Questions still remain about intermittent fasting, specifically whether all methods (such as the warrior diet, where you only eat one large meal in the evening) are similarly effective. Another form of intermittent fasting, known as time-restricted feeding (where people can only eat during a fixed four, six, or eight-hour eating window) is also receiving considerable attention, with one study suggesting the time of the day you eat might be as important as what you eat. Research is underway to determine the best time to eat, how long you should fast, and how these diets specifically affect health
Before a workout, turbocharge the fat-blasting effects by sipping a cup of green tea. In a recent 12-week study, participants who combined a daily habit of 4-5 cups of green tea each day with a 25-minute sweat session lost an average of two more pounds than the non tea-drinking exercisers. Thank the compounds in green tea called catechins, flat belly crusaders that blast adipose tissue by triggering the release of fat from fat cells (particularly in the belly), and then speeding up the liver’s capacity for turning that fat into energy.
Intermittent fasting leads to weight loss and promotes health. However, it is not superior to conventional calorie restriction diets, scientists from the German Cancer Research Center (DKFZ) and Heidelberg University Hospital report in a study called HELENA—the largest investigation on intermittent fasting to date. The scientists conclude that there are many paths leading to a healthier weight. They recommend that individuals find a diet plan that fits them best.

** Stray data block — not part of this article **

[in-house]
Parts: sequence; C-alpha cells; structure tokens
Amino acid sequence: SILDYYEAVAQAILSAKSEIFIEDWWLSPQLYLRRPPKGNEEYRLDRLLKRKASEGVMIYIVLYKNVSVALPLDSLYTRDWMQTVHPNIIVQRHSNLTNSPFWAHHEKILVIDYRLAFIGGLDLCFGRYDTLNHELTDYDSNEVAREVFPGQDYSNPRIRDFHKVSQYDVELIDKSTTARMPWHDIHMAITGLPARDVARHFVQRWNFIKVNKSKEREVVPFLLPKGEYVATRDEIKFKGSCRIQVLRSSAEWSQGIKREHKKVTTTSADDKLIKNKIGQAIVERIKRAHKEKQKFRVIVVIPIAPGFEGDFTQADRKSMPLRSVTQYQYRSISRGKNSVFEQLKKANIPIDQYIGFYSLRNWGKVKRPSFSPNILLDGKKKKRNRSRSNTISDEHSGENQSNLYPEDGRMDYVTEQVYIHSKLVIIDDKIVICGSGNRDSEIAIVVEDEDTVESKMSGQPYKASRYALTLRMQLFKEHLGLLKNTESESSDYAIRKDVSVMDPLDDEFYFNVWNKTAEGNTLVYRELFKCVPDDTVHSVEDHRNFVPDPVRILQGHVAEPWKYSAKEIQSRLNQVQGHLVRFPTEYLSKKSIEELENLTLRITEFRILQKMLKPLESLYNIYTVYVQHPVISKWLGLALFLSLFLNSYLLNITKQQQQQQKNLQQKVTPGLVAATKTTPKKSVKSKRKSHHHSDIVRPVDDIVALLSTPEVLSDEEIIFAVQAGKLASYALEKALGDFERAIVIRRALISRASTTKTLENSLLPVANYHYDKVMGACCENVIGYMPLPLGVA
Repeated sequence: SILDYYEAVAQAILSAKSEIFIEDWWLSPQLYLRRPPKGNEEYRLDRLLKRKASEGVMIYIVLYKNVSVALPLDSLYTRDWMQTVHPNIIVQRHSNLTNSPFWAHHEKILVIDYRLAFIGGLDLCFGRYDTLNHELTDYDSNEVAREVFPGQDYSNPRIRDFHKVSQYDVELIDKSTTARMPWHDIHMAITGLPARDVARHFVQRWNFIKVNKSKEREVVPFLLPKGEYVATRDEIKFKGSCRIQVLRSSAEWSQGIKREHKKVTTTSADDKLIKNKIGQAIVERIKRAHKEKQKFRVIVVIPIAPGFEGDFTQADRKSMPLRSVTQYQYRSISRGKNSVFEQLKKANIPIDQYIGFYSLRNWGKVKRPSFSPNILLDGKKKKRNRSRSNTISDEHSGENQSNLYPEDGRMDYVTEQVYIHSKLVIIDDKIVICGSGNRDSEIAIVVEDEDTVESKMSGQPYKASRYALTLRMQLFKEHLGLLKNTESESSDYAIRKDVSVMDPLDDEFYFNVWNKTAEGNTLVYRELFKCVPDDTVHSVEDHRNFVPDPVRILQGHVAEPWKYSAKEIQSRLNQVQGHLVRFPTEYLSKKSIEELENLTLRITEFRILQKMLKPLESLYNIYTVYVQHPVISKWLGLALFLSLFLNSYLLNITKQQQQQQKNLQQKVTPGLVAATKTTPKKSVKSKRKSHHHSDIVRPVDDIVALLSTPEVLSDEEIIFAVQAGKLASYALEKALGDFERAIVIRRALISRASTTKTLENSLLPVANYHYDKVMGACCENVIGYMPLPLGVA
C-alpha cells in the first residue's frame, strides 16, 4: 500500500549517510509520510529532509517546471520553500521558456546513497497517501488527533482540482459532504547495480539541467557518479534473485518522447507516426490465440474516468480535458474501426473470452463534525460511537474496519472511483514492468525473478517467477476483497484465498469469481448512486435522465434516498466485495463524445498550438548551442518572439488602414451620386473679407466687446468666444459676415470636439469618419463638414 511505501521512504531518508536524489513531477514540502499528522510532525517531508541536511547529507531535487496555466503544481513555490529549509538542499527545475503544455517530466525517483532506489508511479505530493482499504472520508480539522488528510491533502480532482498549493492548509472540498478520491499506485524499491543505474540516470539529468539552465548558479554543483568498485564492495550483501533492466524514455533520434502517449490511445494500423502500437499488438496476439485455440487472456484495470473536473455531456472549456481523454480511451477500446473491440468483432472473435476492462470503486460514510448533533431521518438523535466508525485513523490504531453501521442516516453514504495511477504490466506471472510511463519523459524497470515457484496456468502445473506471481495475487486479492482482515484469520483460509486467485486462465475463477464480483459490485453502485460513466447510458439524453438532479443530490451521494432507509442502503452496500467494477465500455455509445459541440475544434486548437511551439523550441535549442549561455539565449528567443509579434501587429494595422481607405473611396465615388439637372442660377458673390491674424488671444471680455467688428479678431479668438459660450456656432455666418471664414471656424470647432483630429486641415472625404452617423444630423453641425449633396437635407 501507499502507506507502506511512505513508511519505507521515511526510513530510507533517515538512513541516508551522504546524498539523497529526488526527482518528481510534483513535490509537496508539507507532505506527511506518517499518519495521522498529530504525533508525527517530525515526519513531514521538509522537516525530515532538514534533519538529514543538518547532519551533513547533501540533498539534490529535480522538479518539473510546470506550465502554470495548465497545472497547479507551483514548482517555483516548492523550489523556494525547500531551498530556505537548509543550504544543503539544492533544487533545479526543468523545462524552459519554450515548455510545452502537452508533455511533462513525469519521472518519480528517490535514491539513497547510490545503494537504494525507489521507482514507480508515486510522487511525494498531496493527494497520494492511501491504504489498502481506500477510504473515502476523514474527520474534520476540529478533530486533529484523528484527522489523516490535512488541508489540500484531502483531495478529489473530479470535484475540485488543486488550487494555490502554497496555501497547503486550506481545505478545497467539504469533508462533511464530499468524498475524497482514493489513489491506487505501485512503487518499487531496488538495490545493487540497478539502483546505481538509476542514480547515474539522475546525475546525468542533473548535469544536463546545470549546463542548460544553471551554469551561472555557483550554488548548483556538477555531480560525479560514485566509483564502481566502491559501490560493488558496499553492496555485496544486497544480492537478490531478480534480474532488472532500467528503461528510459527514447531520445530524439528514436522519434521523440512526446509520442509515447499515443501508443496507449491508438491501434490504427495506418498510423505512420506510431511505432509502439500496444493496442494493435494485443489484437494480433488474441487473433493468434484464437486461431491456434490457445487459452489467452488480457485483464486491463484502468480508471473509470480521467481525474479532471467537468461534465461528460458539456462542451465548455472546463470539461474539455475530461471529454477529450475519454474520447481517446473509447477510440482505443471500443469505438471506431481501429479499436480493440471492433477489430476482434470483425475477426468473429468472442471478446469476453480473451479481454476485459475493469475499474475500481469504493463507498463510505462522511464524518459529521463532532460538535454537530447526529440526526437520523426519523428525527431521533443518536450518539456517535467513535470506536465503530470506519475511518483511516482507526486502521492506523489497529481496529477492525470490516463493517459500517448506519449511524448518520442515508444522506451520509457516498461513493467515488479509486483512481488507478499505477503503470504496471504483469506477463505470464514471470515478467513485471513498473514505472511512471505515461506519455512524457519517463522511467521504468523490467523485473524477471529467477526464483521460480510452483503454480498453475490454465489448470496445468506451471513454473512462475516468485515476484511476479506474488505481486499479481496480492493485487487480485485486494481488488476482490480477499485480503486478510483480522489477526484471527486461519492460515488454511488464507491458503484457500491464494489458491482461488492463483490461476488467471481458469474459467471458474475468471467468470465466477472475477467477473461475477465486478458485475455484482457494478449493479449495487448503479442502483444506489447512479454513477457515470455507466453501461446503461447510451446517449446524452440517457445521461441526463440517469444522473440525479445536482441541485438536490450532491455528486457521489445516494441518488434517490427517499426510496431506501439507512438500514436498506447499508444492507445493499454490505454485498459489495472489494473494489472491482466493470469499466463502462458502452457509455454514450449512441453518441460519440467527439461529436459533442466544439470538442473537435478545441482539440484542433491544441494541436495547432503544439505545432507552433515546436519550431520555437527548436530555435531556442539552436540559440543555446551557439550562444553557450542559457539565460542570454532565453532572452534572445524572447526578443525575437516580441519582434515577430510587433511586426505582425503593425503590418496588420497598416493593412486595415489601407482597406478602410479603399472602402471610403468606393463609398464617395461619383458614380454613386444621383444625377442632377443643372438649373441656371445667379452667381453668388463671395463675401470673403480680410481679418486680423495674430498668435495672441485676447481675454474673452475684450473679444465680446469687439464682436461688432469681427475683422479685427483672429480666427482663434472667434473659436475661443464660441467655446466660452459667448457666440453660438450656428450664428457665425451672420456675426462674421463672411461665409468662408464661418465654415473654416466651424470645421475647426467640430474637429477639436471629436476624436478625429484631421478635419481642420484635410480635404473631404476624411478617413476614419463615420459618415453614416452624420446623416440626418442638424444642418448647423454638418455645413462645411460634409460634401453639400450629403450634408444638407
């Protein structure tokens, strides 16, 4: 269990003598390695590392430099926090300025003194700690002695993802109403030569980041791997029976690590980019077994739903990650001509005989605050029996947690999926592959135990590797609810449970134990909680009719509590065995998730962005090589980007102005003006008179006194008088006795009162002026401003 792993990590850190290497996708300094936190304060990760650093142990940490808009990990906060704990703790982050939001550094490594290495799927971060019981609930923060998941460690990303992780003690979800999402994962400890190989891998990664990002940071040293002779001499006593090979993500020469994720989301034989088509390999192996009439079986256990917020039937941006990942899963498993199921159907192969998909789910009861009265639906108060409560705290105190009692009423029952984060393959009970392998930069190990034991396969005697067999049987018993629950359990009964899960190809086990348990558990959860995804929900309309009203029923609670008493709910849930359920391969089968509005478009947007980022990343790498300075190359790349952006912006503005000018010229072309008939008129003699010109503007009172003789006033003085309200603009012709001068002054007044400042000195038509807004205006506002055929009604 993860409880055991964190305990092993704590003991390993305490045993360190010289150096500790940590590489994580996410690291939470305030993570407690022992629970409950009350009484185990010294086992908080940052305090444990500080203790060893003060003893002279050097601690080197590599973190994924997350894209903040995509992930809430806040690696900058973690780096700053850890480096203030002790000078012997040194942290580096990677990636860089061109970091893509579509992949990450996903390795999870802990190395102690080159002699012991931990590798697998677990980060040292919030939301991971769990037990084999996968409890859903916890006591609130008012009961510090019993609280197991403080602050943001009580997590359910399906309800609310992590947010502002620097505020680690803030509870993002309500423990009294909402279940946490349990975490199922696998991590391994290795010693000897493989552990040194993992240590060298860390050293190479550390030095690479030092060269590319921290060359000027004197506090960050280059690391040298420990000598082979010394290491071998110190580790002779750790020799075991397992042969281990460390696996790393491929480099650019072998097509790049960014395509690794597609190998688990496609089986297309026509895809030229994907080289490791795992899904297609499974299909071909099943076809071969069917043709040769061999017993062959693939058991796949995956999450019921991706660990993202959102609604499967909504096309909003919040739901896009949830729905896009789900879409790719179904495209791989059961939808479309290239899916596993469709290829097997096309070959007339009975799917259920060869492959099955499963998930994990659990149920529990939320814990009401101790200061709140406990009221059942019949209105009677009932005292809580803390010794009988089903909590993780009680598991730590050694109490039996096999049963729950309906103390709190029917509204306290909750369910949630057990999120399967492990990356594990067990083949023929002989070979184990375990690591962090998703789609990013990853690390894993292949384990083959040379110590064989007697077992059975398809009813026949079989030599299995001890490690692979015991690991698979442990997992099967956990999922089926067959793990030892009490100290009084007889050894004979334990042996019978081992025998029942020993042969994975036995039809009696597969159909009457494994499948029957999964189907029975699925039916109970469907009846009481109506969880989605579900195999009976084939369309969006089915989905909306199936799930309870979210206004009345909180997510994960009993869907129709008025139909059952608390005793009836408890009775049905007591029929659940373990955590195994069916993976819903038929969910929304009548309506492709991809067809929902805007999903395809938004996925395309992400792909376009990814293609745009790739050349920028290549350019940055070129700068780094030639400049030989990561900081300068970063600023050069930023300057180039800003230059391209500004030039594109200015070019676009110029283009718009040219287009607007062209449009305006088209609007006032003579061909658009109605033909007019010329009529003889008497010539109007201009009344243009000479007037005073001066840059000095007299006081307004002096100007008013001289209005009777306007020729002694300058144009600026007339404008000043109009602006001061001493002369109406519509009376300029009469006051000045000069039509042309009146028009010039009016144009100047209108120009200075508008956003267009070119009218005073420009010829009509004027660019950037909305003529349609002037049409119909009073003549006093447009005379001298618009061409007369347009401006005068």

Even if you do meet your goal, it's nearly impossible to keep off the weight over the long term: "The amount of restriction required [to maintain that number] will make you so hungry that you’ll eat everything in sight—it’s survival instinct," Dr. Seltzer says. And since calorie restriction gradually slows your metabolism, your body will be less prepared to burn the foods you binge on, he adds. That could mean gaining more pounds than you lost in the first place.
And Ian K. Smith, M.D. agrees. Dr. Ian is a Harvard graduate, founder of the SHRED Lifestyle, and the author several best-selling diet books. He explains that the liver, kidney, lungs, skin, and gastrointestinal system remove toxins that accumulate in the body. But following a detox diet full of natural foods can enhance the body's ability to cleanse. He adds, however, that dieters should make no assumptions about health when choosing a detox diet. "Detoxes have gotten very trendy, and many of them are unhealthy and quite dangerous."
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